Chemical reactions are processes that involve the rearranging of atoms to make new substances. People often imagine that they only occur in a test tube in a science laboratory, but in reality, chemical reactions happen everywhere around us. For example, our bodies use them to function, and even some types of weather are chemical reactions. The following activities are aimed to help introduce students to chemical reactions and help them understand exactly what they are!
Throughout history, scientists have been fascinated by the way that some substances can transform into other substances. During the early years of science, many scientists were also engaged in the practice of alchemy, which included attempting to turn base metals, like lead, into gold.
The total number of atoms and the total mass of the atoms is conserved during a chemical reaction. It was French chemist Antoine Lavoisier who showed that the mass of the reactants in a reaction is equal to the mass of the products. This means that no atoms are created or destroyed in a chemical reaction. However, bonds between atoms are broken, the atoms rearrange, and then new bonds are made. When using Storyboard That to model chemical reactions, you’ll want to use the “equipment” and “symbol” assets listed under “Science.”
Word equations provide the names of each of the reactants and products. For example methane + oxygen → carbon dioxide + water . In this equation, methane and oxygen are the reactants and carbon dioxide and water are the products. These equations are helpful when looking only to understand exactly what is produced in a reaction.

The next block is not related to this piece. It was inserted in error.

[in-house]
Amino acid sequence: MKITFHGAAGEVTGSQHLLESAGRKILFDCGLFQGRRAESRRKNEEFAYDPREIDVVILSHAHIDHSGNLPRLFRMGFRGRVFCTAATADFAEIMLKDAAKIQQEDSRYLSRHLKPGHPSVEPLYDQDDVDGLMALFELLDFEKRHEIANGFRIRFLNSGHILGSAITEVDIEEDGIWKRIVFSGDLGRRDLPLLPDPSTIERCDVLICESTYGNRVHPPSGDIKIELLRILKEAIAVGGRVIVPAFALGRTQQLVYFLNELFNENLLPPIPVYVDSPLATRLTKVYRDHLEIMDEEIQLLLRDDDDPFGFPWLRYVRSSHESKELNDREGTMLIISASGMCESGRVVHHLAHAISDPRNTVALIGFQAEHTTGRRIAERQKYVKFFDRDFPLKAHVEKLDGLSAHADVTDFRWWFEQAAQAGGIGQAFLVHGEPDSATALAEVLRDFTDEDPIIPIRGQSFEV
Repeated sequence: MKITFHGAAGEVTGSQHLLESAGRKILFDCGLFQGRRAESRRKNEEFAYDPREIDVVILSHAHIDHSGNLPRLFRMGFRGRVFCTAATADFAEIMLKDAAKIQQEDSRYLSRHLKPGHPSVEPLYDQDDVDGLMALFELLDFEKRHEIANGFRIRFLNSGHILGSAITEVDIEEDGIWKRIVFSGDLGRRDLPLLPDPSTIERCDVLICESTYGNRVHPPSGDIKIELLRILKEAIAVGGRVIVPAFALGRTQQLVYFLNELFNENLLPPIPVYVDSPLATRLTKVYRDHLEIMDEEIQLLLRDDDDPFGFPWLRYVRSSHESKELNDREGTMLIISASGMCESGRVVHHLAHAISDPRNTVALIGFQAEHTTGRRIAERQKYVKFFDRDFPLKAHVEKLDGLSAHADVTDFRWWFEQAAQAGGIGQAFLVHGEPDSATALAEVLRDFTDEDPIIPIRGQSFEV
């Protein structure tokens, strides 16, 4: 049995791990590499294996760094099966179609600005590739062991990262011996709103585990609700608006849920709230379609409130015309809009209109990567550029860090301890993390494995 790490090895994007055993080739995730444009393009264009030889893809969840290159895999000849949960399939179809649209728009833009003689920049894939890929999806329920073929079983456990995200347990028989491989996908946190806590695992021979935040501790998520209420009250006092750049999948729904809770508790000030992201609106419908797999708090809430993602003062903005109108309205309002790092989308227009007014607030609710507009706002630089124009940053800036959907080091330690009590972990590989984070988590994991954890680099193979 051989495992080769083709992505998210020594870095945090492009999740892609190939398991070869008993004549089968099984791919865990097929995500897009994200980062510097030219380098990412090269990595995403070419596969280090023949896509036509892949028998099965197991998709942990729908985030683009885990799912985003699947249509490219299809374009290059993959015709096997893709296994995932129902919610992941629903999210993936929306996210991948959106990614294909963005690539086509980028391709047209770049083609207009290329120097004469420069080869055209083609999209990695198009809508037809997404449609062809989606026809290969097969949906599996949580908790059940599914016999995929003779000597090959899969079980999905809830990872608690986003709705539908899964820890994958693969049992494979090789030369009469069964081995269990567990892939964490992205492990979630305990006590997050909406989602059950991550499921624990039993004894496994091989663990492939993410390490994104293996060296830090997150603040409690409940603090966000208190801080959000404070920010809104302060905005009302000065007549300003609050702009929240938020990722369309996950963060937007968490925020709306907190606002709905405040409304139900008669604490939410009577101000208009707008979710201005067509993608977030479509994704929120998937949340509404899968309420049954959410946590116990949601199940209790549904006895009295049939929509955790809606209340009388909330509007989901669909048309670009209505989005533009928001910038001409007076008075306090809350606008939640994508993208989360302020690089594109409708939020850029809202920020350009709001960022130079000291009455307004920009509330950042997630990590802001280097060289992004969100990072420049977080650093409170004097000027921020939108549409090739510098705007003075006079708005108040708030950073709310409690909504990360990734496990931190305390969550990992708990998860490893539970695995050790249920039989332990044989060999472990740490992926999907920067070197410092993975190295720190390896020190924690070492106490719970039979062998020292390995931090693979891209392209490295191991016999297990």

Another way of describing chemical reactions is by using symbol equations. Symbol equations not only allow us to know the reactants and products involved in the reaction, they also let us know the chemical composition of the substances involved. For example, the word equation for the combustion of hydrogen gas in air is hydrogen + oxygen → water. The symbol equation is H2 + O2 → H2O. There’s only one issue: the equation is not balanced. On the right hand side there are 2 hydrogen atoms and 2 oxygen atoms. On the left hand side, there are two hydrogen atoms and one oxygen. We know that atoms are not created or destroyed in chemical reactions. In order to rectify this, we need to balance the equation using coefficients. 2H2 + O2 → 2H2O is a balanced equation. Now we have four hydrogen atoms and two oxygen atoms on the right hand side. The left hand side remains the same.
From a balanced symbol equation, students can create stick and ball models on Storyboard That. This helps students understand how bonds are broken and how the atoms are rearranged during a chemical reaction. It also allows them to visualize symbol equations in a more easily digestible manner.
Students can often find it difficult to differentiate between physical and chemical reactions. Physical changes do no create new substances. The old substance is the same as the new substance, and the old substance can easily be recovered. Melting and dissolving are two examples of physical reactions. Those substances can be solidified again or recovered via evaporation. Chemical changes occur during chemical reactions, and this means new substances are produced.
There are several different indicators that a chemical reaction has occurred. Often, the products of a chemical reaction can be very different to the reactants.
Indicators that a chemical reaction has occurred:
This is a great opportunity to show your students a range of different and exciting chemical reactions, some of which the students will be able to complete themselves. Others are better suited to teacher demonstrations. As with any practical work, make sure they are properly risk-assessed and the students are made aware of safe practices.
The Next Generation Science Standards push the importance of getting students to develop and use models to understand phenomena. In the real world, scientists will make models to aid their understanding of a system or part of a system. Models are used in science to make predictions and communicate ideas or data to other people. There are activities here that focus on honing the skill of creating models. Students will easily be able to create their own models of atoms to describe the arrangement of atoms in chemical reactions. This gives you a great opportunity to discuss the limitations of using models, giving students the opportunity to evaluate and refine them.